e-TNL is an informational bulletin issued by the Communications Department of the Minnesota Conference of Seventh-day Adventists. You are free to re-print any portion of the bulletin without need for special permission. However, we kindly request that you identify e-TNL whenever you publish these materials.

Minnesota Conference Boards & Committees

Brian Mungundi (MN Conference)In May, our church in Minnesota came together for its every-four-year Constituency session whose “purpose is to elect the officers of the Conference; the members of the Board of Trustees, Board of Education, Maplewood Academy Board, the Articles and Bylaws Committee, Finance Committee, and the Plans Committee, who are not ex-officio members; and to hear reports; to plan for the future of the Conference; and to conduct any other business that may come before the constituency.”[i]

During the session, the delegates elected the Board of Trustees and the standing Committees as stipulated by our Articles and Bylaws.

Board of Trustees
Twenty members were elected to serve on the Board of Trustees: Three officers and seventeen members were elected from the churches of the Conference. (Ten non-Conference-credentialed members, three delegates-at-large, three pastors, and one teacher.) The members of the Board of Trustees are elected to manage the affairs of the Conference. They may exercise all powers assigned them by the Articles and Bylaws for the good of the church and the organization between sessions. These powers include, among others, the power to remove and/or elect officers, fill vacancies, employ workers, review status of a trustee, approve budgets, etc.

Board of Education
The Board of Education was elected and empowered with the responsibility to develop policies for the Conference education system and operations in accordance with the MAUC educational code. The Session elected twelve non-Conference-credentialed board members, two of which are chairpersons of elementary operating committees and one a member of the Conference Board of Trustees; four members who either are teachers or principals in Conference schools and two pastors, plus those who sit on the board by virtue of position.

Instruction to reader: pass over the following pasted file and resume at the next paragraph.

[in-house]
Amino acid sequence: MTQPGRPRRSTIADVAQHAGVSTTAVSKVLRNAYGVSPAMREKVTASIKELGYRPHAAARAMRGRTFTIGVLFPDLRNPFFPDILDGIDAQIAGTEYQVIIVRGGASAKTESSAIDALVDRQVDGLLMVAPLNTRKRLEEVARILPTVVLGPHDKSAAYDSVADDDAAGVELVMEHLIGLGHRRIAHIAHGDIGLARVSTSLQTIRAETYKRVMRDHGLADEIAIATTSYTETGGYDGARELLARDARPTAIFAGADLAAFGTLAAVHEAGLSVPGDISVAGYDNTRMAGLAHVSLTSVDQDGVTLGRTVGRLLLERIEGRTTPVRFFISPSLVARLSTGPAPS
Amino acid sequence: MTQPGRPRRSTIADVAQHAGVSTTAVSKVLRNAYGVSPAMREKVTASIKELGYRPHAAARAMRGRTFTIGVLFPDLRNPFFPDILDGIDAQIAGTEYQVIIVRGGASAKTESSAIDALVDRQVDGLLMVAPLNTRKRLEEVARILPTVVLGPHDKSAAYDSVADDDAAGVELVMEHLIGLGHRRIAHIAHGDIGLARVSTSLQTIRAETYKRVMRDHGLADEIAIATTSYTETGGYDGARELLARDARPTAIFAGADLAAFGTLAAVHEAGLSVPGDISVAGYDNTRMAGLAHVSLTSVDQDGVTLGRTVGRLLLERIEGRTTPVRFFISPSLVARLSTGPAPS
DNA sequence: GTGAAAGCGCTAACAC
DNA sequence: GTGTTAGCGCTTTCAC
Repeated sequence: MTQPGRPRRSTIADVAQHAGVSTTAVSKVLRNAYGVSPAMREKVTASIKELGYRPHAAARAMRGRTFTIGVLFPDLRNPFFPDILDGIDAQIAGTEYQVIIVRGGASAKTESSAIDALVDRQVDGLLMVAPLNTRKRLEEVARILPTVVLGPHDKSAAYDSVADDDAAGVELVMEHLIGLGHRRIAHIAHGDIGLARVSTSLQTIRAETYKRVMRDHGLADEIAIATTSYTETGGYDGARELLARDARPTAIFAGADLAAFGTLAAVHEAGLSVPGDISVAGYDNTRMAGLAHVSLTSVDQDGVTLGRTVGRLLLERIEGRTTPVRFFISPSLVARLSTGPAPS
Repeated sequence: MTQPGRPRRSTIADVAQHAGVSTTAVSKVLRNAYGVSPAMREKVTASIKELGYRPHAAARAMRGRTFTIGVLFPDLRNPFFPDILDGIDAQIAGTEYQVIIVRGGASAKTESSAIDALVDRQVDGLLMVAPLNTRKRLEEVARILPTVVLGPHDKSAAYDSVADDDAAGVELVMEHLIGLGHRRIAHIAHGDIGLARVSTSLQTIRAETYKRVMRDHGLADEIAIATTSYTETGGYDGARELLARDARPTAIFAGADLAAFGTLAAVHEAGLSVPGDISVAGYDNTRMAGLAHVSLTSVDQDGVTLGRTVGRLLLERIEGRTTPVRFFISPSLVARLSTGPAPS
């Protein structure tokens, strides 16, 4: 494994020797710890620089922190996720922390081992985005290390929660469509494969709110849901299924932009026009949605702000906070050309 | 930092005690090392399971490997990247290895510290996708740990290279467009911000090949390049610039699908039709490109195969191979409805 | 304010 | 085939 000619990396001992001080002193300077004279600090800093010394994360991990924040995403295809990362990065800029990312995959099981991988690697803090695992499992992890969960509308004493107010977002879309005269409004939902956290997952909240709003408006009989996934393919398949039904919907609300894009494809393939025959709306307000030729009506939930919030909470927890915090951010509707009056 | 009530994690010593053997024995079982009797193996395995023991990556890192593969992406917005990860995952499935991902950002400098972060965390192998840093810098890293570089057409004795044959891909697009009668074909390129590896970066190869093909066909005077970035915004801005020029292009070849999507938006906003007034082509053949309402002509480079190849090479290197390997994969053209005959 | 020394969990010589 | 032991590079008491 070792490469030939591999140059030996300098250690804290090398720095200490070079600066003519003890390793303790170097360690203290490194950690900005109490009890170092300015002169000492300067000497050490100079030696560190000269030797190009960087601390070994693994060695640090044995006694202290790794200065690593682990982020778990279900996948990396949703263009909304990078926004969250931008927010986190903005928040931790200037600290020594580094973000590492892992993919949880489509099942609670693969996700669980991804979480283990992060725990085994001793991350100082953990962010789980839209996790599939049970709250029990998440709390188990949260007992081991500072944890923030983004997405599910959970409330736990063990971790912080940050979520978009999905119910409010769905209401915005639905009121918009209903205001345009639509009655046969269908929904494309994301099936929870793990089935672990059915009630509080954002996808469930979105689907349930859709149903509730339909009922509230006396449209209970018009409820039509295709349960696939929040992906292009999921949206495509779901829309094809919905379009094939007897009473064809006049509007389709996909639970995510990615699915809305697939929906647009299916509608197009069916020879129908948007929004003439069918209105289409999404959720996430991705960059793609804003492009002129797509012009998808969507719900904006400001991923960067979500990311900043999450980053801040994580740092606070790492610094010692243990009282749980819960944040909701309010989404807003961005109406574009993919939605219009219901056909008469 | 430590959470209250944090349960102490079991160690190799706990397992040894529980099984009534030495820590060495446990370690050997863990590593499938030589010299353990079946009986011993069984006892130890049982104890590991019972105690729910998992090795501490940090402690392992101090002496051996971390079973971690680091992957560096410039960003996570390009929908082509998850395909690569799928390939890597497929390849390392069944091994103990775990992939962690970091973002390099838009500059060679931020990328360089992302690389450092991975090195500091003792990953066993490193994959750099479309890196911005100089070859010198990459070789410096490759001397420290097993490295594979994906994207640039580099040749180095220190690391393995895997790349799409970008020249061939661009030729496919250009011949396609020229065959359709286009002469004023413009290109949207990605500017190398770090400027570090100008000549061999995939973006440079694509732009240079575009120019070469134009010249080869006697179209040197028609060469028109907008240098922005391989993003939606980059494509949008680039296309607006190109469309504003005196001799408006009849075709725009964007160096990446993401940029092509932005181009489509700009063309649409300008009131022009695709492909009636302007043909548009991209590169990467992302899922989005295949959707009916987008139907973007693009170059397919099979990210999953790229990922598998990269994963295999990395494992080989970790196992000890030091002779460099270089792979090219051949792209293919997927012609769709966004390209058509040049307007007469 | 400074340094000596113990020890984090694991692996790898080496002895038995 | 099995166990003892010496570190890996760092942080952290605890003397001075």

Maplewood Academy Board
Ten members were elected from the ten areas of the Conference, one member from the Conference Board of Trustees and one from the Conference Board of Education; three pastors, plus those that sit on the board by virtue of position. This Board is responsible for developing and implementing rules and regulations in keeping with the guidelines and policies adopted by the Conference Board of Education.

Three Other Committees
The Articles and Bylaws Committee, empowered to consider all proposed amendments to the Conference Articles of Incorporation and Bylaws.  The Finance Committee, to regularly review Conference financial statement; budgets, Maplewood Academy budgets, church school budgets, and report to the appropriate boards. The Plans Committee was elected to plan for the development and growth of the ministries and or create new ministries in the Conference when necessary.

When you are a delegate to the Constituency Session, you realize that the Seventh-day Adventist form of governance is representative.[ii] We as a church recognize that the local church is the foundational structure in this worldwide church. The authority in the global church rests in the membership of the local church. We also recognize that authority is expressed through the elected members at each level of the church organization. This means that elected members or officers function under delegated authority.

The Conference Articles and Bylaws state that each organized church is entitled to elect one delegate just for the fact that they are an organized church and one additional delegate for each thirty-five (35) members or major fraction thereof based on the official membership record, as maintained by the Conference, six months prior to the date of the session.[iii] These elected delegates to the session are the collective voice of the 73 churches in the Conference, what they vote in session is binding for the whole church in Minnesota Conference territory. By this representative arrangement “every church, and every individual, either directly or through representatives, has a voice in the election . . .”— Ellen G White, 8T 237.